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Dominant genetic disorders are diseases that need only one defective gene copy to be passed down from parent to child. This means that it only takes one parent with the defective gene for the disorder to be inherited. Disorders like these have 50% chances of being passed down from parent to child. For a clearer example, two out of four offspring of an affected parent will most likely get the disorder.
The usual cause for dominant genetic disorders is the mutation of a gene or a chromosome, the latter being made up of many genes. This mutation often happens at the early stages of pregnancy, when the 13 chromosomes of the mother bind together with the father’s 13 other chromosomes, creating a cell that contains 26 chromosomes. During this phase when the cells are being copied, an error happens that results in either a lacking or an extra chromosome, resulting in a genetic disorder.
Many of the dominant genetic disorders are caused by mutated autosomes, which are chromosomes that do not determine the sex of an offspring. Disorders like these are specifically called autosomal dominant disorders. One example would be Huntington’s disease, in which the mutation appears on “chromosome 4.” Other examples include Marfan’s disease that causes a person to be abnormally tall, and achondroplasia, the opposite of Marfan’s disease, which results in dwarfism.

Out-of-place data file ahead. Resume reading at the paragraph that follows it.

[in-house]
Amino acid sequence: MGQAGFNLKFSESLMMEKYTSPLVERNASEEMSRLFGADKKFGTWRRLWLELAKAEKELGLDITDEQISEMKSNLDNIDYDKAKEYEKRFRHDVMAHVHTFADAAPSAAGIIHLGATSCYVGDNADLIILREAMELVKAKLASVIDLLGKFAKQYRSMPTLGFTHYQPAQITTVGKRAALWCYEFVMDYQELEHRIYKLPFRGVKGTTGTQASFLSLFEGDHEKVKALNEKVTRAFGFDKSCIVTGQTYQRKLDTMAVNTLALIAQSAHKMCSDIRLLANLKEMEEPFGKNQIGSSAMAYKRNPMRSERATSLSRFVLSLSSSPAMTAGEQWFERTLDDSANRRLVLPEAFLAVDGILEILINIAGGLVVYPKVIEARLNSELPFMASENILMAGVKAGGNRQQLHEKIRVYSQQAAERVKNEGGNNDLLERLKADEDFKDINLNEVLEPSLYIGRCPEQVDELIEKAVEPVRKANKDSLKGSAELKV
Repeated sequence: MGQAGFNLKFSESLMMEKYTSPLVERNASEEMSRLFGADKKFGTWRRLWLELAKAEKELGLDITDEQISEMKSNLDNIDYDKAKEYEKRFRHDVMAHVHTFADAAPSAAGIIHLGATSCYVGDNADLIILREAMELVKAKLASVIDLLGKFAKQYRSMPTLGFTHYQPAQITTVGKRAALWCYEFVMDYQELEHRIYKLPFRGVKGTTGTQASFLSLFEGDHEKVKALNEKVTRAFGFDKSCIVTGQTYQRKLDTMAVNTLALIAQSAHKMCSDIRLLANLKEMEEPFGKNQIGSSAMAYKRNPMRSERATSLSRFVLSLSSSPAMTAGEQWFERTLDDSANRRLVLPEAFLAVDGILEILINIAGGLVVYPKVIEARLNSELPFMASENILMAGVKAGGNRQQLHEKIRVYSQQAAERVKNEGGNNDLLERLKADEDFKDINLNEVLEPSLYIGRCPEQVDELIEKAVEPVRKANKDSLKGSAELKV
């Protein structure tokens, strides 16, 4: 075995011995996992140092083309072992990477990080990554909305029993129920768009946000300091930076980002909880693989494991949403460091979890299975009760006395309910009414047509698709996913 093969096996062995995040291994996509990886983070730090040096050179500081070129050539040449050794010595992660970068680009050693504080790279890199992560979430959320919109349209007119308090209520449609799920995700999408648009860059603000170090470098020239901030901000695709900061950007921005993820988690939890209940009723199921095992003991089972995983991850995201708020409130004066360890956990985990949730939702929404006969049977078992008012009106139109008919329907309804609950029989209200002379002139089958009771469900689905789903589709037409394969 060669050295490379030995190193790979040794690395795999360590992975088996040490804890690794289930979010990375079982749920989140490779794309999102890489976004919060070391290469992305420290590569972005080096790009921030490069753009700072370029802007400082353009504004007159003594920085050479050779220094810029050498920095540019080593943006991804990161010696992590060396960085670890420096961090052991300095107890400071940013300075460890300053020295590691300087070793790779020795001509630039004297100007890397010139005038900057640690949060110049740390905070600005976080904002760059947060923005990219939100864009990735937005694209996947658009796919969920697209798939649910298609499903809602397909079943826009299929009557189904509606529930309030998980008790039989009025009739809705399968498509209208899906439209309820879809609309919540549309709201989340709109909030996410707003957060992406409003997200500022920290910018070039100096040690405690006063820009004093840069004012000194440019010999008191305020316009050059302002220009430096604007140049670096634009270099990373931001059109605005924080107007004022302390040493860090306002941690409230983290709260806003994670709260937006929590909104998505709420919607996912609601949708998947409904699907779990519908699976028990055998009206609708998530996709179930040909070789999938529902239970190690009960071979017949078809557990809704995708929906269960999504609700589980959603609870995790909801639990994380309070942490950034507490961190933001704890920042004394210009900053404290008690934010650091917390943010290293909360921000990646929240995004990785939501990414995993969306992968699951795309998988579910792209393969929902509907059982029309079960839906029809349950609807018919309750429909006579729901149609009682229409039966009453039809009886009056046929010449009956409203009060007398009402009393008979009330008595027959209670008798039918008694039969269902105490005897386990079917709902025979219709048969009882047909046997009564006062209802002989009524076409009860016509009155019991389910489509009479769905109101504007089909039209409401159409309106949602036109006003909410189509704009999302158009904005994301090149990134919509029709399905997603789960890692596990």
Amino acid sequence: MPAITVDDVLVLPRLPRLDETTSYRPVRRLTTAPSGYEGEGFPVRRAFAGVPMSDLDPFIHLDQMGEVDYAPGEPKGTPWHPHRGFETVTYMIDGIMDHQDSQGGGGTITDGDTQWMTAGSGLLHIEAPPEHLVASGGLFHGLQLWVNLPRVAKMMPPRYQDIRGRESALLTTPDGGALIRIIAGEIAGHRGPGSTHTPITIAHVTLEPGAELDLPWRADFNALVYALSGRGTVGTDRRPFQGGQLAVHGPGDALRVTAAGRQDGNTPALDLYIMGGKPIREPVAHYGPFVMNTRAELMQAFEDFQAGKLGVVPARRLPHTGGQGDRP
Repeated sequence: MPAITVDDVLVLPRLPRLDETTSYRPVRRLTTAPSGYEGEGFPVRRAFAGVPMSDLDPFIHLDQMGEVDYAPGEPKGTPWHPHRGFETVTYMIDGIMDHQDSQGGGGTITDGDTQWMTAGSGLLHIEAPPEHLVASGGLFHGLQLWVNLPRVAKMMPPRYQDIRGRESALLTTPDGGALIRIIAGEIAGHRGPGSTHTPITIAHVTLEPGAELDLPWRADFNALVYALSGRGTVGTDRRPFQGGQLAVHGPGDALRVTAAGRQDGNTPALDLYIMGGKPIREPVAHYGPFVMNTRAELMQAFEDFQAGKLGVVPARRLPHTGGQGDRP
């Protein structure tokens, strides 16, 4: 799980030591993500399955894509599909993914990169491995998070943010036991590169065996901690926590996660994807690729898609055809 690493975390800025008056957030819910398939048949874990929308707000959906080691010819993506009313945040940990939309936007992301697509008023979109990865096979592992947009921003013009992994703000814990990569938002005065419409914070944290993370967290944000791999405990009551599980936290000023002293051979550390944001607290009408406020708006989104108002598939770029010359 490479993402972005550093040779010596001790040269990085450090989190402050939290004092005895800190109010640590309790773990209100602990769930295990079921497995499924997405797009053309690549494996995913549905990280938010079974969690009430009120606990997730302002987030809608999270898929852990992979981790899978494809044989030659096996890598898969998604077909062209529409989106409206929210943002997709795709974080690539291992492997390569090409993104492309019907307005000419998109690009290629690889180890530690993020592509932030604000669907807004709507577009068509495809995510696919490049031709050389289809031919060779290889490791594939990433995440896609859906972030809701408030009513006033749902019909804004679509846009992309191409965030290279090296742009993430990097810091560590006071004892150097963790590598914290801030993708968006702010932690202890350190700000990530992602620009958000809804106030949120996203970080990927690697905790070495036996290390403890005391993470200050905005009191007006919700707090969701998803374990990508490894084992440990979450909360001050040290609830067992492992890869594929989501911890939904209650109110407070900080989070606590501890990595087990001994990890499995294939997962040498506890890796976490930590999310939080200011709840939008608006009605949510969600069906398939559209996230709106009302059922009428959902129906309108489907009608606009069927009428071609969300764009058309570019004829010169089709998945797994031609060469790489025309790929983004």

Another specific type of the dominant disorders are the “X-linked dominant genetic disorders,” wherein only the X chromosomes experience a mutation. In these cases, men are more prone to pass down and inherit these disorders and manifest worse symptoms compared to women. The reason behind this is that women have two X chromosomes, in which the defected copy is somehow “protected” by the non-defect copy of the X chromosome. Men, on the other hand, have of X and Y chromosomes, so the one X chromosome does not have any protection.
Passing down the X-linked dominant disorders may depend on the affected parent. Typically, a male parent bearing the mutated X chromosome will not pass the disorder down to male offspring as the male transfers the Y chromosome to the next generation of males. The female offspring, instead, will all obtain the disease. With affected women, there will always be a 50% chance of passing down the disorder to both male and female offspring. In some cases, an offspring will inherit and become a “carrier” for the disease, but will not necessarily exhibit the symptoms.
Examples of the X-linked dominant disorders are Rett syndrome, which features shorter limbs and a smaller head, and incontinentia pigmenti, which involves skin and hair discoloration. Generally, all dominant genetic disorders tend to be rare, primarily because affected patients usually die at an early age and are, thus, unable to produce children. In occasions when affected patients give birth, the offspring will also most likely die young.
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